The Muck: Poker Twitter Debates Potential Angle-Shooting in WSOP Main Event
Kornuth reached Day 6 of poker's world championship event with a big stack and is in contention for the $8 million prize. He's among the favorites going forward given that he's one of the best players in the field.
Was a Penalty Warranted?
Chris Brewer, an up-and-coming high roller, felt Kornuth's actions in a Day 5 hand deserved a penalty. Here's the video he posted on Twitter. We'll let you be the judge.
@RyanLeng9 This is pretty absurd and clearly trying to trick person to act on their hand https://t.co/vWQPRQCaeU— Chris Brewer (@Chris_D_Brewer)
Brewer wrote: "There should be penalties for intentionally moving your chips in a way such that you are making opponent think you are calling/raising for reads."
In the video, Kornuth is holding on a board, and is facing a 710,000 bet from Kyle Arora with 1,915,000 in the pot. Arora only had 735,000 behind, so the Chip Leader Coaching founder had to be sure making the call was the right play.
Kornuth paused for 25 seconds before grabbing a stack of chips, moving them away from his stack sideways as if he was about to put them into the pot. Instead, he again paused, stopped his motion, and then went back into the tank.
Was it an Angle-Shoot?
By rule, unless a player announces call or raise, or moves their chips forward, the action doesn't constitute a call/raise. But Brewer, and others, argue that Kornuth's play deserved a penalty.
Jans Arends jokes that Kornuth staring down a "recreational player" for two minutes was the biggest fault.
@Graftekkel @Chris_D_Brewer He fake moved his chips around/his hands around, to induce a reaction, a physical tell.… https://t.co/RFnuEZmic9— ChippinUpBig (@ChippinUpBig)
"Disappointed by responses on here. I agree this should not be allowed. Under current rules it is so obviously nothing should be done here… just think this *should* be made against the rules," Dan Zack, who is in contention for WSOP Player of the Year, tweeted.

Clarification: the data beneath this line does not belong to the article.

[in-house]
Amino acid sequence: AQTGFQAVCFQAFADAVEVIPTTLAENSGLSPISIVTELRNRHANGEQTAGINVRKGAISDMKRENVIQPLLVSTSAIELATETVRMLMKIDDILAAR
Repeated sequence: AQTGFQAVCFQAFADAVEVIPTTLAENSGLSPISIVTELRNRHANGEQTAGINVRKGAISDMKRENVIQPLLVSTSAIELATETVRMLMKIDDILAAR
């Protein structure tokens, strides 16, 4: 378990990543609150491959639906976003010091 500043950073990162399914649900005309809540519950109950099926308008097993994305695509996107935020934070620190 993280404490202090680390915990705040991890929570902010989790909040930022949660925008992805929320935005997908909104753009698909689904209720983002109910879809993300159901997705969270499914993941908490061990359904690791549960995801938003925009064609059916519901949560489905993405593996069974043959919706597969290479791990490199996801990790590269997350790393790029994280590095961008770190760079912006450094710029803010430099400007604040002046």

Most responses, however, had different viewpoints on this issue. Paul Smith (@pauls551) tweeted: "Disagree. Please don't sterilize live poker more than it already is."
"I mean if anything chance moved the chips backwards or to the side but not forward. I kinda get what you're saying I never do anything like this but I also don't mind it that much," @BadKid420 tweeted.
"Not great but ok. Live poker is live poker and focusing on that type of shenanigans can actually result in you making terrible plays. If I’m his opponent I’m just betting than staring at the felt until a decision has been made," @KingPouLou argues.
Ryan Leng, who is also in contention for Player of the Year, also added his two cents:
@Chris_D_Brewer @jsmith84poker For me, the line is drawn at an intentional attempt to trick that an action has been… https://t.co/DQOff8cXOK— Ryan Leng (@RyanLeng9)
Brewer made it clear that he wasn't accusing Kornuth of being scummy, he just felt that in this case his actions warranted a penalty. Kornuth is one of the most respected players in the game. He won his third bracelet earlier in the series in Event #29: $10,000 Short Deck and has over $8.7 million in live tournament cashes.
At the time of publishing, the Chip Leader Coaching poker coach had a top 10 stack in the WSOP Main Event on Day 6. Should he go on to win, his live tournament cashes will surpass $16 million.